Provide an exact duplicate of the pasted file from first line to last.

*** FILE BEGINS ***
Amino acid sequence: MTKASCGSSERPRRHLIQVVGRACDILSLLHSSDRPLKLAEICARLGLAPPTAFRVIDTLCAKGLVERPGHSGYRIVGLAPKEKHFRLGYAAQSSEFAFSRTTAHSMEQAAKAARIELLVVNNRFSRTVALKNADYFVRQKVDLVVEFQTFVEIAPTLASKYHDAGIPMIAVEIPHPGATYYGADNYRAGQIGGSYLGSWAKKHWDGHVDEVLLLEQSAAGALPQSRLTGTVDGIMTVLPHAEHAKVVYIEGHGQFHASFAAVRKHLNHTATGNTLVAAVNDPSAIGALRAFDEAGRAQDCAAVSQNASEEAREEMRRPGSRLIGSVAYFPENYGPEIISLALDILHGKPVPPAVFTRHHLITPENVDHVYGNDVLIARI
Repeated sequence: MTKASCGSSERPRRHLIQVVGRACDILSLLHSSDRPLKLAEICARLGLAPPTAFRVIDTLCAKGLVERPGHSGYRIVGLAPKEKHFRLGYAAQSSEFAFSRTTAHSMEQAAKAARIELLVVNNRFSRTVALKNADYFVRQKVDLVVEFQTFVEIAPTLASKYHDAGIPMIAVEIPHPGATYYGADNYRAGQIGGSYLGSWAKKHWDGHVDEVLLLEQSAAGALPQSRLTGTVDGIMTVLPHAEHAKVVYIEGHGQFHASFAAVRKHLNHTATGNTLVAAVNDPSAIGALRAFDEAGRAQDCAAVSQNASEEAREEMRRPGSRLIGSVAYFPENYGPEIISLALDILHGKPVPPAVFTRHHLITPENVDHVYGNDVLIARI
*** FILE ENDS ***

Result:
Amino acid sequence: MTKASCGSSERPRRHLIQVVGRACDILSLLHSSDRPLKLAEICARLGLAPPTAFRVIDTLCAKGLVERPGHSGYRIVGLAPKEKHFRLGYAAQSSEFAFSRTTAHSMEQAAKAARIELLVVNNRFSRTVALKNADYFVRQKVDLVVEFQTFVEIAPTLASKYHDAGIPMIAVEIPHPGATYYGADNYRAGQIGGSYLGSWAKKHWDGHVDEVLLLEQSAAGALPQSRLTGTVDGIMTVLPHAEHAKVVYIEGHGQFHASFAAVRKHLNHTATGNTLVAAVNDPSAIGALRAFDEAGRAQDCAAVSQNASEEAREEMRRPGSRLIGSVAYFPENYGPEIISLALDILHGKPVPPAVFTRHHLITPENVDHVYGNDVLIARI
Repeated sequence: MTKASCGSSERPRRHLIQVVGRACDILSLLHSSDRPLKLAEICARLGLAPPTAFRVIDTLCAKGLVERPGHSGYRIVGLAPKEKHFRLGYAAQSSEFAFSRTTAHSMEQAAKAARIELLVVNNRFSRTVALKNADYFVRQKVDLVVEFQTFVEIAPTLASKYHDAGIPMIAVEIPHPGATYYGADNYRAGQIGGSYLGSWAKKHWDGHVDEVLLLEQSAAGALPQSRLTGTVDGIMTVLPHAEHAKVVYIEGHGQFHASFAAVRKHLNHTATGNTLVAAVNDPSAIGALRAFDEAGRAQDCAAVSQNASEEAREEMRRPGSRLIGSVAYFPENYGPEIISLALDILHGKPVPPAVFTRHHLITPENVDHVYGNDVLIARI